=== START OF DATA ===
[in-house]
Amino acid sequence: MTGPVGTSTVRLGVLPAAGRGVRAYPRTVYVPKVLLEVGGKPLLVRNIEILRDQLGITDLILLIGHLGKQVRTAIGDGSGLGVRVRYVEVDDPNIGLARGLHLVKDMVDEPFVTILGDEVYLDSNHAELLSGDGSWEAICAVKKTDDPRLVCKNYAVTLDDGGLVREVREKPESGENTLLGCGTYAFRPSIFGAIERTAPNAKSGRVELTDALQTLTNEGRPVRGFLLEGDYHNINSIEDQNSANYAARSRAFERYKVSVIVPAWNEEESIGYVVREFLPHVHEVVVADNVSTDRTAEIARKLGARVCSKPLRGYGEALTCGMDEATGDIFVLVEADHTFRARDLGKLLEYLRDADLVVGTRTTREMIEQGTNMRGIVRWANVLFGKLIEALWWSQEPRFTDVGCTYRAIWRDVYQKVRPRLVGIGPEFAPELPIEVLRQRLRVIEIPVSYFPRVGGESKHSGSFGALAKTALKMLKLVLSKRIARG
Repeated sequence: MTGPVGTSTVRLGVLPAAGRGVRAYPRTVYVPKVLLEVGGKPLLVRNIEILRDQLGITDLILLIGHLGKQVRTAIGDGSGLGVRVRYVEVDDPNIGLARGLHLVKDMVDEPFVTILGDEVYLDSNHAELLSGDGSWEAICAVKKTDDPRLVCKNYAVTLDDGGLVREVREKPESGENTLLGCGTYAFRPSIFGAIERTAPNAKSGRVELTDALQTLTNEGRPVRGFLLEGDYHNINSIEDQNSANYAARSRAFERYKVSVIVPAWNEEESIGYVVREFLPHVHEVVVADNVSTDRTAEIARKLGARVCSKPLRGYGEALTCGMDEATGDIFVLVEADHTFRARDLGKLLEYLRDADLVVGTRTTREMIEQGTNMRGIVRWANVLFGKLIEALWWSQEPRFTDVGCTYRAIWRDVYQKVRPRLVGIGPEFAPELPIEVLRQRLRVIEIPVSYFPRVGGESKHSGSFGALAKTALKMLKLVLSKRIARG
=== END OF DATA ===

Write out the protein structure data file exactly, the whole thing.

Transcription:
[in-house]
Amino acid sequence: MTGPVGTSTVRLGVLPAAGRGVRAYPRTVYVPKVLLEVGGKPLLVRNIEILRDQLGITDLILLIGHLGKQVRTAIGDGSGLGVRVRYVEVDDPNIGLARGLHLVKDMVDEPFVTILGDEVYLDSNHAELLSGDGSWEAICAVKKTDDPRLVCKNYAVTLDDGGLVREVREKPESGENTLLGCGTYAFRPSIFGAIERTAPNAKSGRVELTDALQTLTNEGRPVRGFLLEGDYHNINSIEDQNSANYAARSRAFERYKVSVIVPAWNEEESIGYVVREFLPHVHEVVVADNVSTDRTAEIARKLGARVCSKPLRGYGEALTCGMDEATGDIFVLVEADHTFRARDLGKLLEYLRDADLVVGTRTTREMIEQGTNMRGIVRWANVLFGKLIEALWWSQEPRFTDVGCTYRAIWRDVYQKVRPRLVGIGPEFAPELPIEVLRQRLRVIEIPVSYFPRVGGESKHSGSFGALAKTALKMLKLVLSKRIARG
Repeated sequence: MTGPVGTSTVRLGVLPAAGRGVRAYPRTVYVPKVLLEVGGKPLLVRNIEILRDQLGITDLILLIGHLGKQVRTAIGDGSGLGVRVRYVEVDDPNIGLARGLHLVKDMVDEPFVTILGDEVYLDSNHAELLSGDGSWEAICAVKKTDDPRLVCKNYAVTLDDGGLVREVREKPESGENTLLGCGTYAFRPSIFGAIERTAPNAKSGRVELTDALQTLTNEGRPVRGFLLEGDYHNINSIEDQNSANYAARSRAFERYKVSVIVPAWNEEESIGYVVREFLPHVHEVVVADNVSTDRTAEIARKLGARVCSKPLRGYGEALTCGMDEATGDIFVLVEADHTFRARDLGKLLEYLRDADLVVGTRTTREMIEQGTNMRGIVRWANVLFGKLIEALWWSQEPRFTDVGCTYRAIWRDVYQKVRPRLVGIGPEFAPELPIEVLRQRLRVIEIPVSYFPRVGGESKHSGSFGALAKTALKMLKLVLSKRIARG